Ever since readers everywhere started the now-famous “Team Edward/Team Jacob” argument, it seems as if love triangles are everywhere in young adult fiction. I’ve seen a lot of informal recent polls about this trend, and while some readers remain firmly against love triangles, one answer I see a lot is “I like love triangles—if they’re done well.”
The problem is, they sometimes aren’t. But I’ll get to that in a moment–first off, why a love triangle? What makes them appealing to some readers? First of all, love triangles can significantly “up” the conflict in a book. Your protagonist is torn between two choices—maybe one offers security and commitment, the other, excitement and devotion. Which will she choose? It’s a great hook to keep pulling readers along. Secondly, it’s a way to offer a variety of appealing characters. So, okay, maybe not everyone digs a sparkly, devoted vampire—so you offer them a hot werewolf, too. Why not make everyone happy, right?! A recent YA release that did an excellent job at this, IMO, is Lisa Desrocher’s Personal Demons. You’ve got Gabe, the fair, gorgeous “good” boy and Luc, the dark, hot “bad” boy. Another good example—The Hunger Gamestrilogy. There’s devoted Peeta, the boy with the bread, or the older, edgier Gale—take your pick! Done well, you’re offering your readers vanilla and chocolate—and while, ultimately, the book’s protagonist can only choose one, readers can have them both!
But what are some of the pitfalls? One, you have to make the love triangle believable, and this is tricky. It can’t come off as some “tacked on” element—it has to be organic to the story. I, personally, never bought into the Bella/Edward/Jacob love triangle because I never believed that Bella cared for Jacob as anything more than a friend (though clearly other readers did buy it—thus the whole “Team” thing!).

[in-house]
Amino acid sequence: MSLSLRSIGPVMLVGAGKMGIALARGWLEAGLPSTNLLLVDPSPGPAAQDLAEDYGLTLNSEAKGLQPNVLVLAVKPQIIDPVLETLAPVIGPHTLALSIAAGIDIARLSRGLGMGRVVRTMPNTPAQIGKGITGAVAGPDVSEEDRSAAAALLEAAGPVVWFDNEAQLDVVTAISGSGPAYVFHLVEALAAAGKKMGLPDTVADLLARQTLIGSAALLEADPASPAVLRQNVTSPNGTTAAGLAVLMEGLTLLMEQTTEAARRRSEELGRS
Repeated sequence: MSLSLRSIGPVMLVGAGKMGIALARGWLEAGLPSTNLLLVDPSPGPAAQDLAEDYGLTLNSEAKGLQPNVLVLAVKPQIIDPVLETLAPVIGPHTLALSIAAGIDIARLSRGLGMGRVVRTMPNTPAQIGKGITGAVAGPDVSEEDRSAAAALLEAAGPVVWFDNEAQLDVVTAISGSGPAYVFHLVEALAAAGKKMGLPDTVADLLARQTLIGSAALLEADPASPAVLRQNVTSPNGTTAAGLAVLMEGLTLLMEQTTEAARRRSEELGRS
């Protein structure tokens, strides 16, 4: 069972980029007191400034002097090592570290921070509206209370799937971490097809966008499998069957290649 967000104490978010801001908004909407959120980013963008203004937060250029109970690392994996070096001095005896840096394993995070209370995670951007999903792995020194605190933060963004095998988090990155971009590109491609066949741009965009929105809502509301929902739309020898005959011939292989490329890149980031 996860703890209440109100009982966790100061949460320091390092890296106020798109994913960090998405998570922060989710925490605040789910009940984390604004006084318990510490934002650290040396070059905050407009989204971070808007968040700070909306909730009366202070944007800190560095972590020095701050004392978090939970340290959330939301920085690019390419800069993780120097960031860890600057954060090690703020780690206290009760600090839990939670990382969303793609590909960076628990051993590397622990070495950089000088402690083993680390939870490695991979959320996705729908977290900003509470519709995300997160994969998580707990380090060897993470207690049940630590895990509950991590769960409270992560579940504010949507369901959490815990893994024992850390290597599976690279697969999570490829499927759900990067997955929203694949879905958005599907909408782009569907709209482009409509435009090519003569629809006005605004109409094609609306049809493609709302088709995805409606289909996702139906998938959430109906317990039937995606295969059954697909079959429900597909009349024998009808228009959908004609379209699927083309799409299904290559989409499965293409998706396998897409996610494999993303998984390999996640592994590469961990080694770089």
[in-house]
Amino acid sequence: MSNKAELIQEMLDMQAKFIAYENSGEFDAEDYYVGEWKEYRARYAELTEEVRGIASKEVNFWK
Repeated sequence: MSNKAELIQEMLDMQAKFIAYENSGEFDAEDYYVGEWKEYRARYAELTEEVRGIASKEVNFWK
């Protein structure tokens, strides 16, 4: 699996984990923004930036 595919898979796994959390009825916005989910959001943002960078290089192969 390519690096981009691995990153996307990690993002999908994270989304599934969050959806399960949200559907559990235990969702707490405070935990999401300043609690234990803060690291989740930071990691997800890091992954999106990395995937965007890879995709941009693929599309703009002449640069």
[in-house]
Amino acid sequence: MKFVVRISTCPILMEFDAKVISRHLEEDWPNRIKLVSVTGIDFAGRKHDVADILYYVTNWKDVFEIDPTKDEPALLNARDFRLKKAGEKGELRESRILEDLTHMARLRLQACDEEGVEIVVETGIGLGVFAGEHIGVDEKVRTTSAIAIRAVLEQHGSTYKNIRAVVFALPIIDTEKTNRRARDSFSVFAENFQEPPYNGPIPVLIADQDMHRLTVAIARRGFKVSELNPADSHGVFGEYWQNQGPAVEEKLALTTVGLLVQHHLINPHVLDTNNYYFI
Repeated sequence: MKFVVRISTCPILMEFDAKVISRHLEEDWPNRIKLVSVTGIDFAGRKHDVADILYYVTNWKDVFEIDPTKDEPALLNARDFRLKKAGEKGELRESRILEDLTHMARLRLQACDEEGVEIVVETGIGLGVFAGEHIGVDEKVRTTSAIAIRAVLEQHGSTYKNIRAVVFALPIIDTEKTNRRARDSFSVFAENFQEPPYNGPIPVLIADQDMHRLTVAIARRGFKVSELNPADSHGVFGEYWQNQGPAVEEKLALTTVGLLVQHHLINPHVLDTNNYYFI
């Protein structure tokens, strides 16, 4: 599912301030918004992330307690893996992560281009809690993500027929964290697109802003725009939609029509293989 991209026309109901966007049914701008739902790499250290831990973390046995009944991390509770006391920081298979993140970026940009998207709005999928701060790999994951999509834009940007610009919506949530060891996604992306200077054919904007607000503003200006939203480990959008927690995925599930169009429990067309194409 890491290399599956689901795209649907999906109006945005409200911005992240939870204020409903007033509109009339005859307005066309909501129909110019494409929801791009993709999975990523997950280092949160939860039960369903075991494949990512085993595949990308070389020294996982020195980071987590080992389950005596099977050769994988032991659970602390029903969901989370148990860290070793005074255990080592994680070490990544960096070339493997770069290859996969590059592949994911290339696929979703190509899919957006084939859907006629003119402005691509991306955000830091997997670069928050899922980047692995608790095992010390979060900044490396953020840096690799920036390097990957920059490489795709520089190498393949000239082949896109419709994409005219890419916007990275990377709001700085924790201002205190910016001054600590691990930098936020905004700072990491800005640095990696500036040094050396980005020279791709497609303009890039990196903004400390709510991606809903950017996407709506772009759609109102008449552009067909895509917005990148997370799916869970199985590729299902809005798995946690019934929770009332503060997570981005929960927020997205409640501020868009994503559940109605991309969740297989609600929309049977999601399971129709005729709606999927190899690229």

Another common pitfall is making the love interest who “loses out” too appealing, thus making readers fall for the wrong guy (or girl) and thus disappointing them. I think a good way of avoiding this is by making sure it’s very clear to readers who is the “right” choice for your protagonist, even if it takes the protagonist a lot longer to figure this out for themselves. I’ve seen this done really well, particularly in scenarios where the protagonist has a boyfriend or develops a crush on a character while another character—likely the protag’s opposite-sex best friend!) has been secretly pining over them all along, something that readers realize before the protagonist does (for example, Lauren Strasnick’s Nothing Like You; Courtney Summers’s Fall for Anything).
So, what do you think about love triangles—yes or no? Any examples of really well-done triangles you can recommend?